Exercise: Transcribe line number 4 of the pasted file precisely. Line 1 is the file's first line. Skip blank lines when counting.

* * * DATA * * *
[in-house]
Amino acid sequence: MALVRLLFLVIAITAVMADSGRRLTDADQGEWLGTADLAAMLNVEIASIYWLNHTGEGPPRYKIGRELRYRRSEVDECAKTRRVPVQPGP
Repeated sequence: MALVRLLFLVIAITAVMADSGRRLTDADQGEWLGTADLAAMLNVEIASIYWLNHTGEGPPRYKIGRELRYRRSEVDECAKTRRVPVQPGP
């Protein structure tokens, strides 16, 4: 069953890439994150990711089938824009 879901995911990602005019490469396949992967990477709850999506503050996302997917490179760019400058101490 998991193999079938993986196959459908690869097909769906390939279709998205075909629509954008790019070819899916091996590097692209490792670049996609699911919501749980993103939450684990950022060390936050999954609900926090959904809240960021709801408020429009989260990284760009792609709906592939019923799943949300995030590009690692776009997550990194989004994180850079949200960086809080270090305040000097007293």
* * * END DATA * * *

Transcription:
């Protein structure tokens, strides 16, 4: 069953890439994150990711089938824009 879901995911990602005019490469396949992967990477709850999506503050996302997917490179760019400058101490 998991193999079938993986196959459908690869097909769906390939279709998205075909629509954008790019070819899916091996590097692209490792670049996609699911919501749980993103939450684990950022060390936050999954609900926090959904809240960021709801408020429009989260990284760009792609709906592939019923799943949300995030590009690692776009997550990194989004994180850079949200960086809080270090305040000097007293």